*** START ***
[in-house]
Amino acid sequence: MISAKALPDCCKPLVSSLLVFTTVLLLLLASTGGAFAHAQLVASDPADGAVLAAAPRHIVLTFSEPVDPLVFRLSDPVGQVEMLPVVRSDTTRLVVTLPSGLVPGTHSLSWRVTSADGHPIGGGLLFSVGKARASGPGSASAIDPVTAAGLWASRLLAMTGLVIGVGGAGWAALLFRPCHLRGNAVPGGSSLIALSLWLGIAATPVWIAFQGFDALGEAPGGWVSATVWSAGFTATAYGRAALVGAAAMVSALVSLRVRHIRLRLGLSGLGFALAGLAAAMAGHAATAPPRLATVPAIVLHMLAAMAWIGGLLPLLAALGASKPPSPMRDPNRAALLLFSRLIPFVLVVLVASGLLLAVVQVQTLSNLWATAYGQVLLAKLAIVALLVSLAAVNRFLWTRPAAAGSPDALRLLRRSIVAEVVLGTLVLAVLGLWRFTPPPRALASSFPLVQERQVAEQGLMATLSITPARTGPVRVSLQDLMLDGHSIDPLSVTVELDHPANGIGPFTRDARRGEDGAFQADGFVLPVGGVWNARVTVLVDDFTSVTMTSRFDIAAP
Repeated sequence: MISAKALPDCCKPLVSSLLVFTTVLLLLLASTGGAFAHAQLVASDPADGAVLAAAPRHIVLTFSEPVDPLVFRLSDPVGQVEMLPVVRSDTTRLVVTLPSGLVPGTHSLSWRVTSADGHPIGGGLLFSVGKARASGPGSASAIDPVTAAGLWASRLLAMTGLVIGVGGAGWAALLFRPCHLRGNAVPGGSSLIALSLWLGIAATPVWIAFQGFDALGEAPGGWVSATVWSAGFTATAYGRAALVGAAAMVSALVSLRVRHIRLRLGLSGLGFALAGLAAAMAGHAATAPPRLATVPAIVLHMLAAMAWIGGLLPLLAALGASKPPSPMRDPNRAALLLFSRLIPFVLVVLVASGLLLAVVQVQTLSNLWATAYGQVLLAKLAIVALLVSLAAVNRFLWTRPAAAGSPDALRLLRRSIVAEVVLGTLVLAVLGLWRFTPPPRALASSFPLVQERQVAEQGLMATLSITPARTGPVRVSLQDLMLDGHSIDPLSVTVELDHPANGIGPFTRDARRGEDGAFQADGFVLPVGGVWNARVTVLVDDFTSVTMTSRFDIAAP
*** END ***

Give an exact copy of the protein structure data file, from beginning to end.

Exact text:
[in-house]
Amino acid sequence: MISAKALPDCCKPLVSSLLVFTTVLLLLLASTGGAFAHAQLVASDPADGAVLAAAPRHIVLTFSEPVDPLVFRLSDPVGQVEMLPVVRSDTTRLVVTLPSGLVPGTHSLSWRVTSADGHPIGGGLLFSVGKARASGPGSASAIDPVTAAGLWASRLLAMTGLVIGVGGAGWAALLFRPCHLRGNAVPGGSSLIALSLWLGIAATPVWIAFQGFDALGEAPGGWVSATVWSAGFTATAYGRAALVGAAAMVSALVSLRVRHIRLRLGLSGLGFALAGLAAAMAGHAATAPPRLATVPAIVLHMLAAMAWIGGLLPLLAALGASKPPSPMRDPNRAALLLFSRLIPFVLVVLVASGLLLAVVQVQTLSNLWATAYGQVLLAKLAIVALLVSLAAVNRFLWTRPAAAGSPDALRLLRRSIVAEVVLGTLVLAVLGLWRFTPPPRALASSFPLVQERQVAEQGLMATLSITPARTGPVRVSLQDLMLDGHSIDPLSVTVELDHPANGIGPFTRDARRGEDGAFQADGFVLPVGGVWNARVTVLVDDFTSVTMTSRFDIAAP
Repeated sequence: MISAKALPDCCKPLVSSLLVFTTVLLLLLASTGGAFAHAQLVASDPADGAVLAAAPRHIVLTFSEPVDPLVFRLSDPVGQVEMLPVVRSDTTRLVVTLPSGLVPGTHSLSWRVTSADGHPIGGGLLFSVGKARASGPGSASAIDPVTAAGLWASRLLAMTGLVIGVGGAGWAALLFRPCHLRGNAVPGGSSLIALSLWLGIAATPVWIAFQGFDALGEAPGGWVSATVWSAGFTATAYGRAALVGAAAMVSALVSLRVRHIRLRLGLSGLGFALAGLAAAMAGHAATAPPRLATVPAIVLHMLAAMAWIGGLLPLLAALGASKPPSPMRDPNRAALLLFSRLIPFVLVVLVASGLLLAVVQVQTLSNLWATAYGQVLLAKLAIVALLVSLAAVNRFLWTRPAAAGSPDALRLLRRSIVAEVVLGTLVLAVLGLWRFTPPPRALASSFPLVQERQVAEQGLMATLSITPARTGPVRVSLQDLMLDGHSIDPLSVTVELDHPANGIGPFTRDARRGEDGAFQADGFVLPVGGVWNARVTVLVDDFTSVTMTSRFDIAAP